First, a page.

Quantum computation, one of the latest joint ventures between physics and the theory of computation, is a scientific field whose main goals include the development of hardware and algorithms based on the quantum mechanical properties of those physical systems used to implement such algorithms. Solving difficult tasks (for example, the Satisfiability Problem and other NP-complete problems) requires the development of sophisticated algorithms, many ofwhich employ stochastic processes as their mathematical basis. Discrete random walks are a popular choice among those stochastic processes. Inspired on the success of discrete random walks in algorithm development, quantum walks, an emerging field of quantum computation, is a generalization of random walks into the quantum mechanical world. The purpose of this lecture is to provide a concise yet comprehensive introduction to quantum walks. Table of Contents: Introduction / Quantum Mechanics / Theory of Computation / Classical Random Walks / Quantum Walks / Computer Science and Quantum Walks / Conclusions

} where each of the states is selected with probability n1 . We do not know what state was chosen to prepare | , but we do know that only preparations |ψ i , i ∈ {1, 2, . . . , n}, are allowed. In this case, a convenient representation for | is the associated density operator ρˆ = n1 nk=1 |ψ k ψ|. 2.2.2 Evolution of a Closed Quantum System Postulate 2 (Unitary operator version). The evolution of a closed quantum system with state vector | is described by a unitary transformation Uˆ (Def.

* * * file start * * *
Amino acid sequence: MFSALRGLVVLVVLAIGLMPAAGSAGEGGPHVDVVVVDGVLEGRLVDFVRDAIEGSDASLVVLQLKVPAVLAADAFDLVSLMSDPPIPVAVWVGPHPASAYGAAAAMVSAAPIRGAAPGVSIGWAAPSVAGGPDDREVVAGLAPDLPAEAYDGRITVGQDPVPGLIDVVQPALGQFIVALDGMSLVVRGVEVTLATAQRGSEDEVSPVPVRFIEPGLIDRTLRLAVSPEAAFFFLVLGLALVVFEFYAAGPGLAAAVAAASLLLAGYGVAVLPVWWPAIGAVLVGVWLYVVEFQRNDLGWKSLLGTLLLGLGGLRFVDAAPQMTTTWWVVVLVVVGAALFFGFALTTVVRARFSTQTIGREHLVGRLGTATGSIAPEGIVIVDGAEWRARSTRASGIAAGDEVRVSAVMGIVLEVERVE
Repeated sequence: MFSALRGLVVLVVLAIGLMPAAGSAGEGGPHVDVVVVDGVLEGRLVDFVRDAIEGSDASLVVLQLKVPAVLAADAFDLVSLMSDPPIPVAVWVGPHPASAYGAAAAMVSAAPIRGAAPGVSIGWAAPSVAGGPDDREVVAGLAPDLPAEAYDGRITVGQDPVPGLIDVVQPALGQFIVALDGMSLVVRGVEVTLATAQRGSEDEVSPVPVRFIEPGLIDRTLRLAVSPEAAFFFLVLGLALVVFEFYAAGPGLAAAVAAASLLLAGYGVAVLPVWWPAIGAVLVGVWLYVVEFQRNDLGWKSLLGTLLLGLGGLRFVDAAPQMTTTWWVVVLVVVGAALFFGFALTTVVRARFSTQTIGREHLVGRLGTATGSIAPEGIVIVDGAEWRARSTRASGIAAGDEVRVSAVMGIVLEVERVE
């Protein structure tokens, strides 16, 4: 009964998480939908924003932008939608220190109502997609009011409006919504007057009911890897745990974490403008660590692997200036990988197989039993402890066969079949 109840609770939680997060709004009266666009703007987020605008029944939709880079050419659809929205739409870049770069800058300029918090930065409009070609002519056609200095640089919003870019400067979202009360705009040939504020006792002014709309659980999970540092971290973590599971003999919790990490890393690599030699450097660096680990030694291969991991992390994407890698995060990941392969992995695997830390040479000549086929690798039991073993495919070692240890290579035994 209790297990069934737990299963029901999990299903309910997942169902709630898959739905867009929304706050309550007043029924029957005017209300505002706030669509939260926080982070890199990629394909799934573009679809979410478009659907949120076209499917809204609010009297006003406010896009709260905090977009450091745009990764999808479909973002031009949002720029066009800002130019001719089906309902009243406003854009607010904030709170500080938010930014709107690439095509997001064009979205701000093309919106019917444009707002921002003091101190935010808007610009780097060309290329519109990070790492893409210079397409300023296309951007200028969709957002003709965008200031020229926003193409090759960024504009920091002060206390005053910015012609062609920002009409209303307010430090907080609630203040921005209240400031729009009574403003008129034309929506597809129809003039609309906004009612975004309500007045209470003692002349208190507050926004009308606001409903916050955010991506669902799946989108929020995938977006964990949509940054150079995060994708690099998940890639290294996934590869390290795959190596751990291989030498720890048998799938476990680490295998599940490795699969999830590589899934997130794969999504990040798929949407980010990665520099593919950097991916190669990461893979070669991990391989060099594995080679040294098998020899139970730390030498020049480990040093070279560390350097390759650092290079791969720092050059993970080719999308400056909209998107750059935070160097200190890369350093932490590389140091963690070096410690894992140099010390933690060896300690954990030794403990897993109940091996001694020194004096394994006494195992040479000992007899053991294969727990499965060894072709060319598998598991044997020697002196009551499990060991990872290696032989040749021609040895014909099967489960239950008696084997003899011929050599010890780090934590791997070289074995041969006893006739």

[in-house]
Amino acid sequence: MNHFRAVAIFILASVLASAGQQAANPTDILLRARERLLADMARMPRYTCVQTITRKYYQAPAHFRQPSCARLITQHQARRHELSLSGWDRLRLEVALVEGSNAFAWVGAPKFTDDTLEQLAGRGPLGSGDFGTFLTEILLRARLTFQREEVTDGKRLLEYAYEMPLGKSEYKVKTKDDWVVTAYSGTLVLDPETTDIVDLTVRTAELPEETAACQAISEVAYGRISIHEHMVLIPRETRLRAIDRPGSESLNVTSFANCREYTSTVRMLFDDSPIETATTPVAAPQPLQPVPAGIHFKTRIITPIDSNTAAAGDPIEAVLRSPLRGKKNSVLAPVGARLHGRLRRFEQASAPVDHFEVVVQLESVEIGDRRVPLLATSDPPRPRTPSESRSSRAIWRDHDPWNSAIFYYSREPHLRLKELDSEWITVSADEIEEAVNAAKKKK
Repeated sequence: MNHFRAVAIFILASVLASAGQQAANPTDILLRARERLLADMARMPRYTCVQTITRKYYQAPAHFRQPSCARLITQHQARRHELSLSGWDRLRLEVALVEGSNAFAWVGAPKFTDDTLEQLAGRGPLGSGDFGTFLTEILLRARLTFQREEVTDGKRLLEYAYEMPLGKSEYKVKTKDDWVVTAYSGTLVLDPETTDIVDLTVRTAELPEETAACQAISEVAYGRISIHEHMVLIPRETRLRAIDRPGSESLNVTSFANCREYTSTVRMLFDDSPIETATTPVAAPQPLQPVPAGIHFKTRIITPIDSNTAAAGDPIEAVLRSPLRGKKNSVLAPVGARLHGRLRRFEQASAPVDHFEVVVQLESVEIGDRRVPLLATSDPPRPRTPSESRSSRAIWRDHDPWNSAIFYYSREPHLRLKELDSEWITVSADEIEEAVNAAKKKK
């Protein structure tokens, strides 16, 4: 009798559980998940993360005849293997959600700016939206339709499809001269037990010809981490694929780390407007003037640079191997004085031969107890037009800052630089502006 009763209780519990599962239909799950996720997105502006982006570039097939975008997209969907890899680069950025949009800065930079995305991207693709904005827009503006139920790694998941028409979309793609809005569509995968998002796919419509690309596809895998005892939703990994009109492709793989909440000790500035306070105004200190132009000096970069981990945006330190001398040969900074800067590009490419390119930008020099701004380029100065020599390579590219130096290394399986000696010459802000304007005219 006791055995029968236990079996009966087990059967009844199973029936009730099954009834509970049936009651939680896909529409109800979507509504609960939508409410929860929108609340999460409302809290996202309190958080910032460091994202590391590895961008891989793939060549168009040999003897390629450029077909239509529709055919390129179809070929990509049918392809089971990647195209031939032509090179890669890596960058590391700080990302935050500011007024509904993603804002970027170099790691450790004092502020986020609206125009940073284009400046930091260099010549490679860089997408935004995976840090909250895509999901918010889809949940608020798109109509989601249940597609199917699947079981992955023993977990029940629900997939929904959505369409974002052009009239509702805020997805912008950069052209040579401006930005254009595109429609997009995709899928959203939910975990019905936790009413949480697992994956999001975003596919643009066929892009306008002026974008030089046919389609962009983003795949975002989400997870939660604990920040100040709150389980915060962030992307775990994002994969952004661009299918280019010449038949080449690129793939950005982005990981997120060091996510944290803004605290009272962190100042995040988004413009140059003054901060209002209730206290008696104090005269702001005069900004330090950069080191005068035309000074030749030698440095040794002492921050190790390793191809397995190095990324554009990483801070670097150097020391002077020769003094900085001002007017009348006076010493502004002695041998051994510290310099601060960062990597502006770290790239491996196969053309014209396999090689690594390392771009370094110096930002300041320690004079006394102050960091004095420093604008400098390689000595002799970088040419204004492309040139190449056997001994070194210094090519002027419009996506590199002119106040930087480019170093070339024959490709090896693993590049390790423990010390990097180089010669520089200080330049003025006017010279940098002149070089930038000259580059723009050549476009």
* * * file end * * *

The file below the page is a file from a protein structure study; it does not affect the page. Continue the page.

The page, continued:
2008 Probability of finding walker at location n book_index 0.07 0.06 0.05 0.04 0.03 0.02 0.01 (c) 0 −100 −50 0 Position 50 100 FIGURE 5.2: Graph (a) was computed using coin initial state |ψ 0 = |0 c ⊗ |0 p . Graphs (b) and √ √ (c) had |ψ = √12 (|0 c + i|1 c ) ⊗ |0 p and |ψ = 0.85|0 c − 0.15|1 c ) ⊗ |0 p as coin initial states, respectively. Note that symmetry in the probability distribution can be achieved by using coin initial states with either complex or real relative phase factors

e d is the ith basis vector of the n-dimensional hypercube. So, the quantum walk on the hypercube proposed in [155] can be written as |ψ t = Uˆ t |ψ 0 ˆ Gˆ ⊗ Iˆn )]t |ψ = [ S( 0 (5.36) for a given initial state |ψ 0 . Using a Fourier transform approach as in [113], it was proved in [155] that Theorem 12. For the discrete quantum walk defined in Eq. (5.36), its instantaneous mixing time (Def. 5.1.2) is given by t = kπ n, i.e. t = O(n), with = O(n−7/6 ) for all odd k. 4 Reference [155] has

of sophisticated algorithms, many of which employ stochastic processes as their mathematical basis. Discrete random walks are a popular choice among those stochastic processes. Inspired on the success of discrete random walks in algorithm development, quantum walks, an emerging field of quantum computation, is a generalization of random walks into the quantum mechanical world. The purpose of this lecture is to provide a concise yet comprehensive introduction to quantum walks. KEYWORDS Quantum

doi:10.1103/PhysRevA.69.012310 [171] P. L. Knight, E. Rold´an, and J. E. Sipe, “Quantum walk on the line as an interference phenomenon,” Phys. Rev. A, Vol. 68, p. 020301, 2003. doi:10.1103/PhysRevA.68.020301 [172] P. L. Knight, E. Rold´an, and J. E. Sipe, “Optical cavity implementations of the quantum walk,” Opt. Commun., Vol. 227, pp. 147–157, 2003. doi:10.1016/j.optcom.2003.09.024 [173] P. L. Knight, E. Rold´an, and J. E. Sipe, “Propagating quantum walks: the origin of interference structures,”